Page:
My Father, P/M Robert Reid – Part 2

We continue with our articles based on the letters sent by Robert Reid Jnr. to Jimmy McIntosh from 30 years ago. This excerpt, dated 28th July 1993, confirms Reid senior’s reputation for brusque assertiveness, a characteristic clearly passed on to his son…..

Dear Mr McIntosh, Re the cassettes, I would much prefer to have control over the recording of the existing tapes myself. My father and I spent a great deal of time and energy [on them] and I don’t believe that any modern day sound engineer can just get to where I would want without me overseeing the recording.

You may think it is an impertinence on my part but I’m the one who has heard most of my father’s playing and has the most interest in it.

I have heard recordings of the late Calum MacPherson which have been recorded by studios and I can’t say that they were representative of Calum’s playing nor the tone of the pipes he played. [These are the ‘Binneas is Boreraig’ recordings made by Malcolm R Macpherson.] Many of his fair weather friends would tell you otherwise, but then, at the time of their recording, the ‘friends’ usually kept their distance from Calum.

When my father did his recordings, he did them to show the piping world the spectrum of the Cameron School of Piping. The Camerons taught in passages and phrases and what applied to one tune could apply to another similarly structured tune.

To give you an example. When tuning up for the Inverness Gold Medal in 1921 my father was approached by an old man who said to him that he was a pupil of Jack Gillies [John MacDougall Gillies]. The old man didn’t ask if he was but told him that he was….

When my father replied that he was indeed a pupil of Gillies, the old man then said that he had taught Gillies. It was, of course, Sandy Cameron.

Sandy Cameron (l) and his pupil John MacDougall Gillies who, in turn, taught P/M Robert Reid

It says something when you can recognise your pupil’s pupil from his playing. Today, you can only recognise that the players have been badly taught or are trying to kid their way on to the prize-list. Today’s pipers lack a lot in technique too.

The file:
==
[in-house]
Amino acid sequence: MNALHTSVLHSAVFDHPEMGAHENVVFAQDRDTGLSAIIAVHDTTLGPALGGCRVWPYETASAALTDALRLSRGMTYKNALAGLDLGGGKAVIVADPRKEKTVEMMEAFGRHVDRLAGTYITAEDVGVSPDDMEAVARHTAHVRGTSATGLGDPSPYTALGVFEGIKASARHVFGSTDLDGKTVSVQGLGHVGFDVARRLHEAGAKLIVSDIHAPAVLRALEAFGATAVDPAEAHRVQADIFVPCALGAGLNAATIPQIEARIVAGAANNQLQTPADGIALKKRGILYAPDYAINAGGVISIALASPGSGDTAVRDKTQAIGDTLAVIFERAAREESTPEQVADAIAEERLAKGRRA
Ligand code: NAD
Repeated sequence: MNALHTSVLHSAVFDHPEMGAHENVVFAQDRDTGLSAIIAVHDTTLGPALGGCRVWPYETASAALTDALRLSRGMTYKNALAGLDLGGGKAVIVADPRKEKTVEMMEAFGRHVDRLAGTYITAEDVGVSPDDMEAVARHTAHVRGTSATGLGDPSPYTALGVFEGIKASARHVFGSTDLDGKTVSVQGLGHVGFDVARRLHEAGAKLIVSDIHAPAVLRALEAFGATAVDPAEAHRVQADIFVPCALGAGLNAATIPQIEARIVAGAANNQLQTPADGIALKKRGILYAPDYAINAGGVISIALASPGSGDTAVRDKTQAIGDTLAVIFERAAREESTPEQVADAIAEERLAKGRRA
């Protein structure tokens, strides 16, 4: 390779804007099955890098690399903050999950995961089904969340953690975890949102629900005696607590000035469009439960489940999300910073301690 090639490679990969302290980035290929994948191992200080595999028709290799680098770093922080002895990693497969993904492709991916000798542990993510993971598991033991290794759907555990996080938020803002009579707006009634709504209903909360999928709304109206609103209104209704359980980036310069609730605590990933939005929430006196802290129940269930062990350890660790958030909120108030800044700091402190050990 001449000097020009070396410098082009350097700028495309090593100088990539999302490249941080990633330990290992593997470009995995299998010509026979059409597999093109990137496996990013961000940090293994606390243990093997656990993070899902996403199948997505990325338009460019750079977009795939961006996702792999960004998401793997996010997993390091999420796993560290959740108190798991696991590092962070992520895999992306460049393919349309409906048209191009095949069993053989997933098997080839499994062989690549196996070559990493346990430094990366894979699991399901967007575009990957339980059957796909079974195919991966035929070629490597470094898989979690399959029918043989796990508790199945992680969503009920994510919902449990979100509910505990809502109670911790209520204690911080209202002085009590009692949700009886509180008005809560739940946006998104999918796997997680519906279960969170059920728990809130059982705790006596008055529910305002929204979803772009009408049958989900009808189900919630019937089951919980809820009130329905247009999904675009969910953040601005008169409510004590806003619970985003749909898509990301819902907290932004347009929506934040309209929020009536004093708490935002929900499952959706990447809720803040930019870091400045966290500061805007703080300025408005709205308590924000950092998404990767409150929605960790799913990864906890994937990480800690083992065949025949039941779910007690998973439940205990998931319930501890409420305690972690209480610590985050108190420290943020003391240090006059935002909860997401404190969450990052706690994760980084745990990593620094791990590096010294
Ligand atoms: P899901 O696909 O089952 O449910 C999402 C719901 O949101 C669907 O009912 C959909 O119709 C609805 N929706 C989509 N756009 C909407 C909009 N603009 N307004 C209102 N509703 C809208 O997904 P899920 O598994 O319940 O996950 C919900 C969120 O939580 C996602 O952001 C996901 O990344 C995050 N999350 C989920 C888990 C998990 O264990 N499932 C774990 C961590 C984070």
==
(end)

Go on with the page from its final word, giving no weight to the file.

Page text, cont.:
When my father died in 1965 I had all the various societies wanting to record his career in the various magazines… then came the people wanting to do his biography which again amounted to a lot of time wasted by me in supplying notes that were never published.

It provides some amusement when you meet someone who has come across some notes re my father then talks about him as if they knew him. When my father had his business in George Street [Glasgow] a few close friends used to call on him on a Saturday afternoon.

Since his death the number of people who have told me that they used to call has grown. If 5% of them had called then my father would have had to have hired a football stadium for the crowd.

Advertisement for Reid’s shop in George Street, Glasgow

With my father the greatest thing that I admired about him was his honesty to his music. Where some pipers would and will prevaricate about tunes, or who taught them or whatever, my father never would. You got the truth. No more no less.

Another thing was his professionalism and his competiveness. When you played against Reid you were playing for second place. An example of this was at the London Competition when he met Calum MacPherson and JB Robertson, Scots Guards, outside the venue.

Calum asked my father how he was playing and my father replied that they had both better get on the platform in front of him to play as they would be too ashamed to play after him.

You may think that was pretty brutal but my father was under no illusion that either of them were going to play better than him. When you played head to head with my father you were on the losing side.

There are quite a few pipers who have played before and after my father on a public platform and never did it again.


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In my family it was always a great saying that you should be honest. And the first one you should be honest with is yourself. If you are not then you won’t be honest with other people.

Pipers, as you will have seen yourself, have a habit of asking about tunes when the truth is they want a free lesson. As my father described them, pub counter pupils. They weren’t honest enough to ask for a lesson, they wanted a freebie.

What used to anger him most would be the idiot who would ask him about some tune that took my father months to get right, but the idiot would grasp it within minutes. I always wondered and marvelled at my father’s self control.

The Reid letters

Did you intend to write a book or a thesis about my father? I know that he never quite got over Angus MacPherson’s book ‘A Highlander Looks Back’, and it took some time for him to get through the book. Possibly it was lucky he didn’t review it for the Oban or Piping Times.

My father was, in his way, quite a prolific letter writer and had long correspondence with people all over the world. His letters were always hand written and who knows what the recipients did with them. I’ve often wondered if the letters were kept or disposed of by their families.

My father was never very keen to keep letters as he thought that they could be quite easily used to the detriment of the writer. In recent times this has been true. There are historians and musicologists in the piping world who use those wee bits to further their own positions.

I hope the above will be of some interest to you and if you have been hurt or offended by my remarks it was not my intention. I shall get down to making a CV of my father’s history at a later date.

  • To be continued. Read the first excerpt in this series here.

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